Overall assessment factor (AF):
48
Dose descriptor starting point:
NOAEL
Value:
150 mg/kg bw/day
Modified dose descriptor starting point:
NOAEC
Value:
130.4 mg/m³
Explanation for the modification of the dose descriptor starting point:

The calculation of the DNEL is based on an oral NOAEL observed from a combined repeated dose oral study with the reproduction/developmental toxicity screening test (OECD 422) in rats.

To correct the interspecies difference between rat and human the no observed effect level has to be corrected as follows:

Corrected starting point for the inhalative route for general population:

= NOAELoral * (1/1.15 m³/kg bw/day (24h)) * (ABSoral-rat / ABSinh-human)

= 150 mg/kg bw/day * (1/1.15 m³/kg bw/day) * (1/1) = 130.4 mg/m³

In contrast to the recommendations of the ECHA Guidance, a factor of 1 (equal absorption of 100% assumed for the oral and the inhalative route for animals and humans) was included for the extrapolation from oral to inhalation absorption, as there is no valid data suggesting that inhalation leads to higher absorption than oral ingestion (recommendation of the VCI Working group "Toxicology", 2008). Molecules with a molecular weight <500 and a log Kow between 0 and 4 can be assumed to be well absorbed equivalently by the oral and inhalation route. Oral absorption may be reduced for acids and bases depending on their pKa value and their electric charge in the GI tract. More lipophilic substances may be better absorbed in the GI tract due to solubilisation with bile acids, and thus oral absorption may be higher than inhalation absorption (VCI Working group "Toxicology", 2008). Unless valid data suggest that inhalation leads to higher absorption than oral ingestion, equal absorption will be assumed when extrapolating from oral to inhalation route.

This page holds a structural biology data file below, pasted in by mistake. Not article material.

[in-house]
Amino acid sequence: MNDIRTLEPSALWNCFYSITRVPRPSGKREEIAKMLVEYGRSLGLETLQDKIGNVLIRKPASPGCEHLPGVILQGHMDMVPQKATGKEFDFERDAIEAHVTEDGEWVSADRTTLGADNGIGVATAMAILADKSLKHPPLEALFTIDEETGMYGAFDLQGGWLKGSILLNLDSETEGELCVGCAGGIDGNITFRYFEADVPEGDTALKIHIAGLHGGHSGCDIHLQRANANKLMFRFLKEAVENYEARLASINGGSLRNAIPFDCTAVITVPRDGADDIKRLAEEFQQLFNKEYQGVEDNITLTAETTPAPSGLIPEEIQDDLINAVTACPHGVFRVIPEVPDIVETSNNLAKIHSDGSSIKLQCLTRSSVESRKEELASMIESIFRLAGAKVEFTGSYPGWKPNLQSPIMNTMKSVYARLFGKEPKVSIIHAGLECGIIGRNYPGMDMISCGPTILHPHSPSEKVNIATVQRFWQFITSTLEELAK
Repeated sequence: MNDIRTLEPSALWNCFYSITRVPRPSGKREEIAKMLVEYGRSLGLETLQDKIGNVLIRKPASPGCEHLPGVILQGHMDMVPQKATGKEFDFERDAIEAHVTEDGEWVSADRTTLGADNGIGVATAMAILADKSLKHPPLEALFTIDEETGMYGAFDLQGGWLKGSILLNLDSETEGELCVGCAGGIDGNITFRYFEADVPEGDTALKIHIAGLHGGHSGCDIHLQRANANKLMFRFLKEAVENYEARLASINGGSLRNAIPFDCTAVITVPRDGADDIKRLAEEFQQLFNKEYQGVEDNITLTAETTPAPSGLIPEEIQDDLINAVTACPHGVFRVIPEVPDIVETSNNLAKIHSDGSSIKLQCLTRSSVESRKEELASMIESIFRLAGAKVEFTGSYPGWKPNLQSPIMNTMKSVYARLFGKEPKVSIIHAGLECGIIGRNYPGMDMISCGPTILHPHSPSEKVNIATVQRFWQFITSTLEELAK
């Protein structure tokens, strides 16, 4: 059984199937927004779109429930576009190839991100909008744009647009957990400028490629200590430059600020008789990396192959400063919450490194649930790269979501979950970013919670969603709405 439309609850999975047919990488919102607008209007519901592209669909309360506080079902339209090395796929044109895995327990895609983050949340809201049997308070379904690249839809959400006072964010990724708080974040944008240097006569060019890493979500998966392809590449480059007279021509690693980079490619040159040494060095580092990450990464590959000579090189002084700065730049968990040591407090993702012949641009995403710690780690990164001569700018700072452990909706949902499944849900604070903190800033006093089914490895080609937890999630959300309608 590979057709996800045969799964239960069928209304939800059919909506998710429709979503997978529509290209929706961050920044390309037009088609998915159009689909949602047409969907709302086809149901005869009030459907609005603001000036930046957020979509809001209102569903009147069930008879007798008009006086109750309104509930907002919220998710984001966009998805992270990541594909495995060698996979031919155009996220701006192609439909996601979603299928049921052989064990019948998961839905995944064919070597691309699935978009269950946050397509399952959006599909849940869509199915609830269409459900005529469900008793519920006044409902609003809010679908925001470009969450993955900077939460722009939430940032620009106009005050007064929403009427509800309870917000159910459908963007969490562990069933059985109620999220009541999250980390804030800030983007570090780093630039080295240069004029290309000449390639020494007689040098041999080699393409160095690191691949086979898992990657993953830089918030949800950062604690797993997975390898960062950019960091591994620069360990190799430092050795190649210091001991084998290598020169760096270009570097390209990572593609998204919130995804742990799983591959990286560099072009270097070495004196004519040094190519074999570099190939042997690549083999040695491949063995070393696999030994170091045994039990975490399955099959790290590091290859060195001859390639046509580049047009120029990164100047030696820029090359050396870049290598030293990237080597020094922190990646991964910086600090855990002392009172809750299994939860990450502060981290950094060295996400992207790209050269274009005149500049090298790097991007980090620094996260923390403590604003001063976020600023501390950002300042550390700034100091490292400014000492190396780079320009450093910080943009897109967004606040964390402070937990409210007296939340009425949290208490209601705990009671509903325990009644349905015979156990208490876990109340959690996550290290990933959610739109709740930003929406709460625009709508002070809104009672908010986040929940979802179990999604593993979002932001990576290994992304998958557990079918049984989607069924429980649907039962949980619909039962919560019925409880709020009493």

(ABSoral-rat = oral absorption in rats, ABSinh-human = inhalation absorption rate in humans)

Thus, the corrected starting point for general population was 130.4 mg/m³ for inhalation.

AF for dose response relationship:
1
Justification:
The dose descriptor starting point is based on a NOAEL.
AF for differences in duration of exposure:
6
Justification:
based on a subacute study
AF for interspecies differences (allometric scaling):
1
Justification:
AF not used for inhalation route.
AF for other interspecies differences:
2.5
Justification:
default
AF for intraspecies differences:
3.2
Justification:
substance specific, see discussion
AF for the quality of the whole database:
1
Justification:
The DNEL is based on a high-quality study.
AF for remaining uncertainties:
1
Justification:
No remaining uncertainties.
Acute/short term exposure
Hazard assessment conclusion:
no hazard identified
DNEL related information

Local effects

Long term exposure
Hazard assessment conclusion:
no hazard identified
Acute/short term exposure
Hazard assessment conclusion:
no hazard identified
DNEL related information

General Population - Hazard via dermal route

Systemic effects

Long term exposure
Hazard assessment conclusion:
DNEL (Derived No Effect Level)
Value:
3.13 mg/kg bw/day
Most sensitive endpoint:
repeated dose toxicity
Route of original study:
Oral
DNEL related information
DNEL derivation method: